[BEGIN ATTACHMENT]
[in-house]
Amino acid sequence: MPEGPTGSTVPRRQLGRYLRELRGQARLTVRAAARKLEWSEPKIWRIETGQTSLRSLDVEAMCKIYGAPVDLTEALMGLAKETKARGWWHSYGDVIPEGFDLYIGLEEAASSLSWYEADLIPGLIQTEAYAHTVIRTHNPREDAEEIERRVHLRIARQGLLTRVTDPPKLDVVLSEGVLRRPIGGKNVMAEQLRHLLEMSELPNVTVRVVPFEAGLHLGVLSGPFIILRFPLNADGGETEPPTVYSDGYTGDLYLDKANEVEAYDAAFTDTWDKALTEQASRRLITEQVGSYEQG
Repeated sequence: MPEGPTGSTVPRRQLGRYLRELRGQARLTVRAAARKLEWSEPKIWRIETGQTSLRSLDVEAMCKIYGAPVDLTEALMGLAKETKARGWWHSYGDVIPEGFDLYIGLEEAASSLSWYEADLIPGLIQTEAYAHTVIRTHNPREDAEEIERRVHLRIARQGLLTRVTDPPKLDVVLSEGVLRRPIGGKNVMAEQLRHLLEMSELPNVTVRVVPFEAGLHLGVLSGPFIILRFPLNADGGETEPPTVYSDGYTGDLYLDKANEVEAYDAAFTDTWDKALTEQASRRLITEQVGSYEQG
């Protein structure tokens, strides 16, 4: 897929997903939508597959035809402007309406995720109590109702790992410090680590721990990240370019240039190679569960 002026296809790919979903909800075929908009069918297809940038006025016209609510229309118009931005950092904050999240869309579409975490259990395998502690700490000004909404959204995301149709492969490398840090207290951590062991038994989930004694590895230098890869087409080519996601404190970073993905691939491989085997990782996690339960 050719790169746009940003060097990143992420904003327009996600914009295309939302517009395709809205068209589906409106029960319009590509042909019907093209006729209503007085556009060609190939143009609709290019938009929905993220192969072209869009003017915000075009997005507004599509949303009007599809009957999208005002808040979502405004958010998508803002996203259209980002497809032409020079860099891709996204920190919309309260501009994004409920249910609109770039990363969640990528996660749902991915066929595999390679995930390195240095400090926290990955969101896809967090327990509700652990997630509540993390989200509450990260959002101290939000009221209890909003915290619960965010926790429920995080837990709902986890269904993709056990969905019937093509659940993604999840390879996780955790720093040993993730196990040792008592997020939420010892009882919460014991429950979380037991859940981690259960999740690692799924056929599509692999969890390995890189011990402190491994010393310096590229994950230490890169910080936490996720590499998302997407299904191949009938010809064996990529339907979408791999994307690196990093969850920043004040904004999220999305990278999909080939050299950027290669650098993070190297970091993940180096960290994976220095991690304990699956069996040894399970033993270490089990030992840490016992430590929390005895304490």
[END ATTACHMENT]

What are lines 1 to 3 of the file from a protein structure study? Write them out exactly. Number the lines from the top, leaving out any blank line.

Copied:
[in-house]
Amino acid sequence: MPEGPTGSTVPRRQLGRYLRELRGQARLTVRAAARKLEWSEPKIWRIETGQTSLRSLDVEAMCKIYGAPVDLTEALMGLAKETKARGWWHSYGDVIPEGFDLYIGLEEAASSLSWYEADLIPGLIQTEAYAHTVIRTHNPREDAEEIERRVHLRIARQGLLTRVTDPPKLDVVLSEGVLRRPIGGKNVMAEQLRHLLEMSELPNVTVRVVPFEAGLHLGVLSGPFIILRFPLNADGGETEPPTVYSDGYTGDLYLDKANEVEAYDAAFTDTWDKALTEQASRRLITEQVGSYEQG
Repeated sequence: MPEGPTGSTVPRRQLGRYLRELRGQARLTVRAAARKLEWSEPKIWRIETGQTSLRSLDVEAMCKIYGAPVDLTEALMGLAKETKARGWWHSYGDVIPEGFDLYIGLEEAASSLSWYEADLIPGLIQTEAYAHTVIRTHNPREDAEEIERRVHLRIARQGLLTRVTDPPKLDVVLSEGVLRRPIGGKNVMAEQLRHLLEMSELPNVTVRVVPFEAGLHLGVLSGPFIILRFPLNADGGETEPPTVYSDGYTGDLYLDKANEVEAYDAAFTDTWDKALTEQASRRLITEQVGSYEQG